Hogs — Just 7% of hog producers make up 70% of all production today. That could grow to 80% in five to six years, Miller says, all driven by economics.

Dairy — Just 8% of dairy producers account for 50% of milk production.

Feedlots — Some 230-240 lots now market 70% of all fed cattle in the U.S., while the top 25 companies now feed 40% of all U.S. fed cattle. These firms are mostly located in the Southern Plains, while numbers continue to shrink in other areas of the country. Prodding the trend along will be new environmental rules that will particularly impact smaller feeding units, “probably to an unfair degree,” he adds.

A factor in the huge equity loss suffered by the feeding industry since 1998 is a 20% jump in feedlot capacity since 1990, he says.

“There is a lot of competition to keep that feeding capacity full,” Miller declares. “Our industry lost packer capacity, but kept building more bunk space. It's simple economics: if we try to keep all the lots full, we will have periods of problems.”

Cow-calf — The consolidation occurring in the cow-calf segment isn't as dramatic as in other segments, Miller says. Today, 35% of producers account for a third of all cows. “But if you look at [marketing] arrangements out there, it's probably closer to 40%,” Miller adds.

“The main point is that we will continue to have fewer producers. Those in the cow-calf industry will be no different than other segments over the course of time,” he says.

Packers — Concentrated in the Central Plains, near the center of U.S. cattle feeding, the top four U.S. packers harvest more than 80% of all steers and heifers. This geographic concentration, Miller warns, will impact the market over time, particularly in the Southeast and other cow-calf areas, because of transportation costs.

“Loss of packing capacity in feeding states like Idaho and Washington is a constant concern and worry,” Miller says.

Marketing Agreements — As consolidation continues, the percentage of fed cattle marketed under formula contract or alliances will increase, Miller notes. In 2002, more than 50% of all cattle marketed were under formula or alliance contracts. That could grow to more than 60% within a couple of years, he says. He advises producers to learn how these programs fit their individual marketing plans.

Beef Demand — The one encouraging factor for the beef industry has been beef demand growth. As bad as the market's been, it could have been much worse.

“If you hadn't made an investment in the late 1980s [with the beef checkoff] to develop a growth demand base for the industry,” he says, “we would have been selling cattle in the mid-$50s last summer rather than in the low to mid-$60s. That's what demand growth did for us.”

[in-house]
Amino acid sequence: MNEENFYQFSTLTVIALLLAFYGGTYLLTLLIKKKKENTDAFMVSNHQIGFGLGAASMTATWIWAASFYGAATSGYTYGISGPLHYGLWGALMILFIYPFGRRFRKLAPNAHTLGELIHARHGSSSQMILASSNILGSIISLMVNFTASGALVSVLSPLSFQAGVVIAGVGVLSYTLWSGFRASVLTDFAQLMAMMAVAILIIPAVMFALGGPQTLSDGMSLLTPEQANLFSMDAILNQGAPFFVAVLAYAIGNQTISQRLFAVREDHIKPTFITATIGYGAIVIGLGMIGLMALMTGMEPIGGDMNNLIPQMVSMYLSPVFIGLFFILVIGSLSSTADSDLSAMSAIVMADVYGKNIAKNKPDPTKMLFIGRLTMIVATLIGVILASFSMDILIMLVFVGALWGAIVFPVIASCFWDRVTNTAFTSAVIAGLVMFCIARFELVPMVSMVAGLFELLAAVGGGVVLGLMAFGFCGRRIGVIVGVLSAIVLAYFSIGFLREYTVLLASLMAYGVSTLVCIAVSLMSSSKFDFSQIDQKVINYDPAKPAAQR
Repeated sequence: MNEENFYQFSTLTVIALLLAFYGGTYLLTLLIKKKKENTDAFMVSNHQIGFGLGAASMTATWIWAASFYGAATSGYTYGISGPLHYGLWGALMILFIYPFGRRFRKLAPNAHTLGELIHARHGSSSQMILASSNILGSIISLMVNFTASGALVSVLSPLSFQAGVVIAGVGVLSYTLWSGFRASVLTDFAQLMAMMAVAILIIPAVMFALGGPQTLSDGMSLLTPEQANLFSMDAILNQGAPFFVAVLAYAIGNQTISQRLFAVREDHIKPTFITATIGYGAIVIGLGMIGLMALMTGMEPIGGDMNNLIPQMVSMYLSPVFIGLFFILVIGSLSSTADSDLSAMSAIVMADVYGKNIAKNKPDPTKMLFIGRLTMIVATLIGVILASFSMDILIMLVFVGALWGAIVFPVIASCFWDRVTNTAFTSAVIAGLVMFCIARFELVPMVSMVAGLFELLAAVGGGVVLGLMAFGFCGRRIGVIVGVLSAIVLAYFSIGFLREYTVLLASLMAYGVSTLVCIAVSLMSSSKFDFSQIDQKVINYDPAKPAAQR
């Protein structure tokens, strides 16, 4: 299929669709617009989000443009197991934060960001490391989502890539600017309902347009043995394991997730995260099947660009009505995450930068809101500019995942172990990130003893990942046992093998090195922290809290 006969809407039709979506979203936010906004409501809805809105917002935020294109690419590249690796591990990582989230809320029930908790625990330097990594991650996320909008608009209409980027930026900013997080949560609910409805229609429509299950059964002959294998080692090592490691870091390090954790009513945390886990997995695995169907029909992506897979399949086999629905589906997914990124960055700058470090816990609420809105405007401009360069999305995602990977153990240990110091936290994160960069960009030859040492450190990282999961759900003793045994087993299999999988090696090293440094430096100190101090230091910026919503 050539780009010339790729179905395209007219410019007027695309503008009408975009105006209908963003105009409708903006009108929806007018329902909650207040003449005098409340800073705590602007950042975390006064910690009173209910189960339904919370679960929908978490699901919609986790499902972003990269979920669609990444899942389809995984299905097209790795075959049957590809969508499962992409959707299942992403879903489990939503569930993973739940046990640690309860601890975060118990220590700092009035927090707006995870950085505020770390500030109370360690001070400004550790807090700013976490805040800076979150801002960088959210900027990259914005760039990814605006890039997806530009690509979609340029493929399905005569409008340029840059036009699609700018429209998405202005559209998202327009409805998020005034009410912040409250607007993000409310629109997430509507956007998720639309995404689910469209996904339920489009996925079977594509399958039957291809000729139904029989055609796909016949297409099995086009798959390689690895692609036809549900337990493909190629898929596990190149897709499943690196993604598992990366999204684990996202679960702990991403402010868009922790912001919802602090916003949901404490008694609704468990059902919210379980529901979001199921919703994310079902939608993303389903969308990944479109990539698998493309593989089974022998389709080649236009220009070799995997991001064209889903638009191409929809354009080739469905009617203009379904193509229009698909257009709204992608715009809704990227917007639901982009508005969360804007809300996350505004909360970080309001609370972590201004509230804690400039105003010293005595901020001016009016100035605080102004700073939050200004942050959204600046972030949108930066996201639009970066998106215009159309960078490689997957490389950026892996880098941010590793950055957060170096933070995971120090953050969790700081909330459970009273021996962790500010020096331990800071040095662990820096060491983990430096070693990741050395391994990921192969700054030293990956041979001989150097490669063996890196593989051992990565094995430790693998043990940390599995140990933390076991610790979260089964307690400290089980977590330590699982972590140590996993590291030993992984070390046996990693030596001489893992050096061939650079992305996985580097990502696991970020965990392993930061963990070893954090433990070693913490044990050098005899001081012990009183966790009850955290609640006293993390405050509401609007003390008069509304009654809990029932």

Global Market — With 97 million total head of cattle, the U.S. ranked fourth in the world in 2001, behind India, Brazil and China. Miller expects Brazil, with a total beef herd of more than 150 million head, to conquer its foot-and-mouth disease problems in the next four to six years and become a major player in providing lean, trimmed product to all parts of the world.

Miller's advice: “I don't believe we can compete with Brazil on that basis. We need to stick with what we do best — producing high-quality fed beef. That is our strong niche in the global market,” he says.

Top 5-7 retailers may control 70-75% of food sales in 5 years

What are the implications?

  • Single source suppliers
  • Just-in-time supply management
  • Inventory management
  • Consistency, quality, quantity

Profile of livestock and producer operations

Total number of producers/operators Number of large producers Large producers as % of total % of production from large producers
Broilers Top 20 85%
>2,000 head
98,460 7,125 7% 69%
>200 cows
105,250 8,005 8% 48%
Beef Feedlots
>1,000 head
104,471 2,071 2% 85%
Beef Cow/calf 804,000 28,000 3.5% 33%
>200 cows 72,891 9% 51%

Quack Addicts

Quack grass. It's the bane of northern U.S. crop farmers — an extremely competitive nuisance that also goes by the names of couch grass, quake grass, dog grass, creeping wheat grass and a lot worse. But Canadian Robert Krentz likes quack grass. In fact, he works hard to promote its growth on his Grunthal, Manitoba, grazing operation.

Krentz used to have forages like alfalfa, timothy and birds-foot trefoil, but he prefers the native grass — quack grass. He stopped fighting it in 1995 and has since encouraged it to take over.

“Quack grass can be managed, and it can provide a high quality, dependable forage supply,” Krentz says. “We've been averaging gains of 1.8 to 2.0 lbs./day. One group, in 2001, produced 333 lbs. of gain in 165 days of grazing. That's 2 lbs./day.”

While forage experts who work with Krentz say the system works well for him, they believe producers should look at more diversity in grazing forages.

“If you've got different grasses for different conditions, you're going to have a much more productive system, overall,” says Wally Happychuk. An agricultural representative with Manitoba Agriculture and Food at Vita, Manitoba, Happychuk has observed Krentz's changeover from the start, and is one of several government and university personnel who have studied the unique system.